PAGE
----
From the beginning of the article:
In this concluding essay, I will present a contemporary performative practice, i.e. not primarily the songs, which are the central items of the event as individual artefacts, but the performative act constituted by practice – also in the light of statements formulated by some participants – with the aim to show how this practice may be read as part of the foreground of medieval representational church rituals.
At the address http://groups.yahoo.com/group/smalltalkatthewall, one finds, among other services, a message board, pictures from various Dylan events, as well as other information. The webpage belongs to a particular group of Bob Dylan fans, the smalltalkatthewall. More unusual, at least to my knowledge, is the fact that this group organizes what is called a Dylan hoot. The expression stems from the term ‘hootenanny’, which was coined by Woody Guthrie and Pete Seeger in the mid-twentieth century. This hoot night, which normally takes place on Tuesdays at 8 p.m. Eastern time (US), is a chat room event where members not only chat, but where some members at the same time perform live, mainly Bob Dylan songs but frequently also songs by other song-writers.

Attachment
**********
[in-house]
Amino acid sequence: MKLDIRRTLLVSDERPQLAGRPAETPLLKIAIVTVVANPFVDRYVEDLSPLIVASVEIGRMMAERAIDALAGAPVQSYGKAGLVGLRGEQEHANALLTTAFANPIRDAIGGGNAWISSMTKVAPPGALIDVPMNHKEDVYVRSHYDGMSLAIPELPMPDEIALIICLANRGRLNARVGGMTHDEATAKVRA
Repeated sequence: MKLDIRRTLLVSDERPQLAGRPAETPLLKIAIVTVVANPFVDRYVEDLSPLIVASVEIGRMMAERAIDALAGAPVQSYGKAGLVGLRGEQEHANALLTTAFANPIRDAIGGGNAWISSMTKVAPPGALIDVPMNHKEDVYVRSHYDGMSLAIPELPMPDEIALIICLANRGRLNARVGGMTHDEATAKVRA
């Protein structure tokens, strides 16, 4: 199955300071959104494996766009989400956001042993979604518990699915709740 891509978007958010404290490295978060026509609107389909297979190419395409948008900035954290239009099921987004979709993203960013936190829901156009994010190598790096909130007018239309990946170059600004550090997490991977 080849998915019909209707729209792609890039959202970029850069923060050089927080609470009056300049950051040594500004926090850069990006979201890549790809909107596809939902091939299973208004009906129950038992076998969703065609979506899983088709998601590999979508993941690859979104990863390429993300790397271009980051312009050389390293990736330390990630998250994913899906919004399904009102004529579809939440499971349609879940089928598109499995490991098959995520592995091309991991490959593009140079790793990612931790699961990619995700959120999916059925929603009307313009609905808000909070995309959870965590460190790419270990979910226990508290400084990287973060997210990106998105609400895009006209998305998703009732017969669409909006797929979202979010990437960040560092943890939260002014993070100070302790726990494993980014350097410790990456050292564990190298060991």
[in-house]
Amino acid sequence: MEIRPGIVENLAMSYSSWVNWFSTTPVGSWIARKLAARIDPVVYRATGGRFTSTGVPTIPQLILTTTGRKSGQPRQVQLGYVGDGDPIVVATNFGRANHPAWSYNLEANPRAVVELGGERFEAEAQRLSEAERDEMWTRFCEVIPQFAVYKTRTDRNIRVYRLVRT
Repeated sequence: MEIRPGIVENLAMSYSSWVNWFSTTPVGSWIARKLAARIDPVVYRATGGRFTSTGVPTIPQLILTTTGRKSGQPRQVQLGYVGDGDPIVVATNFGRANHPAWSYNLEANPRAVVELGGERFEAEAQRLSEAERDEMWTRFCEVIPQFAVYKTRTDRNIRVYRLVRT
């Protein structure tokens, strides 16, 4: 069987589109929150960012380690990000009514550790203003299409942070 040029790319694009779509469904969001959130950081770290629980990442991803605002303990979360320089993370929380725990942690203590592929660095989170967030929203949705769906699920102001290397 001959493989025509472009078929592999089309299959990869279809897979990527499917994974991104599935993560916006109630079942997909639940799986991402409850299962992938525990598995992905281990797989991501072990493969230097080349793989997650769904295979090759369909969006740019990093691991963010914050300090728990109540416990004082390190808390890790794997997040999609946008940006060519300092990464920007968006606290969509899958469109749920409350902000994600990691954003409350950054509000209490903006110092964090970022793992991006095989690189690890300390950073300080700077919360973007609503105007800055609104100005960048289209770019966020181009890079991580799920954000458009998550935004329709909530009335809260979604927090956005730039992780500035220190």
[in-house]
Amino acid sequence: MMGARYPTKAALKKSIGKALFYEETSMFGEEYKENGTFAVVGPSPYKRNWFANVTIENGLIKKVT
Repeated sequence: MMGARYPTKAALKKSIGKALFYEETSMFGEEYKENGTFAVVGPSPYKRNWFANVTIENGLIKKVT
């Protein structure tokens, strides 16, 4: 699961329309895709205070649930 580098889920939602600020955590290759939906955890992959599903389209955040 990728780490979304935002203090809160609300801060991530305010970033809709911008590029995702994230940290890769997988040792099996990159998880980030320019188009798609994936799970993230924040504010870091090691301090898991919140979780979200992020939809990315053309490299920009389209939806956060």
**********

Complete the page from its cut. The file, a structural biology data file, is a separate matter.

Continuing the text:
One might characterize the event as a mixture of a chat room and a public concert. Or, one might use the musical salons prominent around 1800 in the higher European societies as a kind of analogy. The performative event may in any case be described as a mixture of a private and a public concert practice.You must be a member in order to participate in the hoot event. On the other hand, anyone with internet access can become a member. These events go on for many hours and have a certain traditionality in terms of the kind of chat exchanges that are made and the way these evenings or nights proceed altogether.